Dr Andrew Moore on Evidence and Pain

The second of three keynote speaker interviews by Australian Pain Society at their annual conference: Dr Andrew Moore on evidence and pain and the effectiveness of certain types of drugs. Dr Andrew Moore is Director of Pain Research, Nuffield Department of Anaesthetics, University of Oxford, and Chairman of the International Association for the … [Read more...]

Jeff Mogil on the nature and nurture of pain

The Australian Pain Society recently held their annual conference (and what a conference it was) and interviewed their keynote speakers.  This is the first of three - Prof Jeff Mogil on the nature and nurture of pain. Professor Jeffrey Mogil is currently the E.P. Taylor Professor of Pain Studies and the Canada Research Chair in the Genetics of … [Read more...]

The Gruffalo’s Trial and some blatant advertising

The following blog is an adapted editorial that I published earlier this year in the journal – Pain and Rehabilitation: The Journal of the Physiotherapy Pain Association (PPA). The journal has been on the go for over 20 years and was started by the late Louis Gifford who was a founder member of the PPA. I am currently the Editor-in-chief of this … [Read more...]

Can low back pain be influenced by pain in the front of the body?

John Panagopoulos

As a physio who works in a busy clinic and treats lots of different people, one of the phenomena that I’ve observed over the years is how many patients, who present with back or neck pain, and also mention they have lots of gut / reproductive problems. These gut problems are generally mild symptoms like feeling bloated and constipated. Even when … [Read more...]

New light on bone formation in CRPS?

Roberto_Perez

The variability of signs and symptoms of Complex Regional Pain Syndrome (CRPS), may represent between-patient variability in the pathological mechanisms at work. One often forgotten CRPS feature is impaired bone formation yet this has been found in up to fifty percent of patients regardless of disease duration [1]. German Surgeon Paul Sudeck … [Read more...]

Sense of ownership is necessary to anticipate pain

The awareness of being the owner of one’s body is probably the most common basic experience in life and is rarely considered as a cognitive function – just like speech or memory. This sense of ownership can be disrupted by brain injury, leading to a striking neuropsychological condition called somatoparaphrenia, defined as the acquired delusion … [Read more...]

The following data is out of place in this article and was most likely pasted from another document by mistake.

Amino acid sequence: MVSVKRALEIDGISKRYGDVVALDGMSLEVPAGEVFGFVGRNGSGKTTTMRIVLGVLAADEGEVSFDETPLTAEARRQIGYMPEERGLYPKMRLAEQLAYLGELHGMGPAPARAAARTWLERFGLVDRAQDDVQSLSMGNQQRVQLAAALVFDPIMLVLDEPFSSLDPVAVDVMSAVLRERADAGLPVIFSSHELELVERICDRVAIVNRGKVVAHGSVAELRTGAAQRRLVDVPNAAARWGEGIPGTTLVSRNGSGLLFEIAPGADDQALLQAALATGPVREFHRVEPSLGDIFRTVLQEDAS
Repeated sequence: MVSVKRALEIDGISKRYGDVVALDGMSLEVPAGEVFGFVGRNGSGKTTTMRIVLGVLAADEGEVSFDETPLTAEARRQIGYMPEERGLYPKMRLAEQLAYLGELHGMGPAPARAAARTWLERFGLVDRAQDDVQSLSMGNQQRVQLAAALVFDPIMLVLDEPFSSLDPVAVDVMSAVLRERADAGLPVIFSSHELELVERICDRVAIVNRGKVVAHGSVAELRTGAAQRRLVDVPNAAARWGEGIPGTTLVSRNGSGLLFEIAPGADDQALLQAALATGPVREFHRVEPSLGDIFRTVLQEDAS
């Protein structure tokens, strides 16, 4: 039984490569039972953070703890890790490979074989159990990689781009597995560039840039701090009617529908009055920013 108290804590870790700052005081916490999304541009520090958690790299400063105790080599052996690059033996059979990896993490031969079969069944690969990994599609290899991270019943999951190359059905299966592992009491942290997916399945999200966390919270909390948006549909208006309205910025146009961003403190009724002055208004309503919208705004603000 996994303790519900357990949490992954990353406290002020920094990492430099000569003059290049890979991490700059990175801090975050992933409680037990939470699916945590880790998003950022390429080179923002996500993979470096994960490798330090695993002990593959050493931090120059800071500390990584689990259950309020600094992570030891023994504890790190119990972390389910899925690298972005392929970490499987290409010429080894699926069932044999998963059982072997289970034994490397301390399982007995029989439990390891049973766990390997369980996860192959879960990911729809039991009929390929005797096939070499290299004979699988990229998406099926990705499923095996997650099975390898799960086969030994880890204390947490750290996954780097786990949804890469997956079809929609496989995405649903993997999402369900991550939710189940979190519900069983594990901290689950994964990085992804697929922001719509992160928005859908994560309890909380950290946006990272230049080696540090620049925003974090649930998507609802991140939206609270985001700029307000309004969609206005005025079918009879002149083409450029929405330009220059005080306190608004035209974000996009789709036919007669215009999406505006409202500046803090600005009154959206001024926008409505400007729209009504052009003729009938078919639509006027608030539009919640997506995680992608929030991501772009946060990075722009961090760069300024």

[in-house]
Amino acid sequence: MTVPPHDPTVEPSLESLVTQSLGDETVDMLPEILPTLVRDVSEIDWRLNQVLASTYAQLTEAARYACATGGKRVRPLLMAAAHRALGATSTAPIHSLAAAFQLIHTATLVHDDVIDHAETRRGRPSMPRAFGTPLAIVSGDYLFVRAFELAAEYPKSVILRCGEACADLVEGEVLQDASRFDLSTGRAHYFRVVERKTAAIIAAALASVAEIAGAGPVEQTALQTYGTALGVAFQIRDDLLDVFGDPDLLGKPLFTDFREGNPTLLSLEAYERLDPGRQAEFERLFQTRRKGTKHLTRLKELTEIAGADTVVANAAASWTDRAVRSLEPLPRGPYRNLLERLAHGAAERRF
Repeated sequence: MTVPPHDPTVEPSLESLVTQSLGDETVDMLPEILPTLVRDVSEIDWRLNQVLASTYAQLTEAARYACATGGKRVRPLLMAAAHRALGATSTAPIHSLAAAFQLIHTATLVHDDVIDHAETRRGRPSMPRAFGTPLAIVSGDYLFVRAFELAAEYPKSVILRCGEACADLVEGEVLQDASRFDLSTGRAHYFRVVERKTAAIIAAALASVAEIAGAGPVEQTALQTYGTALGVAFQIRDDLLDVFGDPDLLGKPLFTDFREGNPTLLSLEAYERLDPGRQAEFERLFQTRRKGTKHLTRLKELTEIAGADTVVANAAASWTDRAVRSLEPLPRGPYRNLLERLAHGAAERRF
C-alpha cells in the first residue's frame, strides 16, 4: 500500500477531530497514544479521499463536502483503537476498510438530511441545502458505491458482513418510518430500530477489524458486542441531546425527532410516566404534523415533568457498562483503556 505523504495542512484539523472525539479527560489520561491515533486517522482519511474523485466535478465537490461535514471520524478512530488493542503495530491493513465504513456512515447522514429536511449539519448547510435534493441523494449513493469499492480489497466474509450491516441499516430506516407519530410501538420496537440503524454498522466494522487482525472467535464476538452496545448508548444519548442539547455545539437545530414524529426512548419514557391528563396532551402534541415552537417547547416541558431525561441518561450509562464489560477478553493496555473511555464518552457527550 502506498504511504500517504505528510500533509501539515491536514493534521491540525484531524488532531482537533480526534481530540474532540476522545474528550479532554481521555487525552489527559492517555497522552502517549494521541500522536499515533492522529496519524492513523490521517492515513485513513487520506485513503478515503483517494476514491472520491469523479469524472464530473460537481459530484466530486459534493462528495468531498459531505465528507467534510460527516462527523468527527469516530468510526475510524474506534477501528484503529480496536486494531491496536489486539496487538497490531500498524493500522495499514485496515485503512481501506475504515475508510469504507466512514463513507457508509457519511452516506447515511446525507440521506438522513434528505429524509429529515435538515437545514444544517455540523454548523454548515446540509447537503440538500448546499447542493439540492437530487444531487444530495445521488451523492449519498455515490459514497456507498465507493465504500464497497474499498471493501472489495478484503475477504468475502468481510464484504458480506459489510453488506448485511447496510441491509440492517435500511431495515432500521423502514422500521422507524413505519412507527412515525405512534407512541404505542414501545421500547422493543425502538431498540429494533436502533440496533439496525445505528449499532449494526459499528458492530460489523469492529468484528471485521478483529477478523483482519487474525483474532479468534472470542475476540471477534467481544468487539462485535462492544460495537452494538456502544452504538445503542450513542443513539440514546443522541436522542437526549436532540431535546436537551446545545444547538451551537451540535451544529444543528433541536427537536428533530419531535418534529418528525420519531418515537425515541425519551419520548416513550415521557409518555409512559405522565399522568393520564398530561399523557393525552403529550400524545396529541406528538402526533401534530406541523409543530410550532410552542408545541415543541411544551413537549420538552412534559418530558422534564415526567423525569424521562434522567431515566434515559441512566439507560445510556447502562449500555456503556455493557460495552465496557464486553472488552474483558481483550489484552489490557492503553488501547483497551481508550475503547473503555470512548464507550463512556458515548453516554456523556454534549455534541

Which treatments for which patients?

Adam Hirsh

How do clinicians decide which treatments to provide to which patients? One might assume a simple process: if patient X has condition Y, treatment Z is provided. For many conditions, it is this straightforward – treatment guidelines are clear enough to remove any guesswork. Unfortunately, clear guidelines do not exist for chronic pain. Even the … [Read more...]

Mindful Teens Cope Better With Pain

Mark Petter

Mindfulness refers to purposefully paying attention to moment-to-moment experiences in a nonjudgmental and accepting manner [1]. Although mindfulness has its roots in Buddhist traditions, there is nothing inherently religious or esoteric about the concept. In fact, all people are more or less mindful in their day-to-day lives. For example, right … [Read more...]

Tactile acuity training meets back pain meets Frankie goes to Hollywood

Cormac Ryan

One of the most exciting areas of pain science at the moment is brain training. To me this is the idea that the patient’s brain image of the painful area does not match the physical body itself and this mismatch, for some reason, maintains the pain. Brain training interventions attempt to correct this mismatch by reshaping the brain image to … [Read more...]

Illusory self-identification with an avatar reduces arousal responses to painful stimuli

Daniele_Romano

Pain experience can be modulated at different levels of processing and is influenced by higher cognitive function like attention and expectations. It has been shown recently that looking at one’s own hand, but not at a neutral object or another person’s hand, induces analgesic effects while receiving acute painful stimulation (Longo, et al., … [Read more...]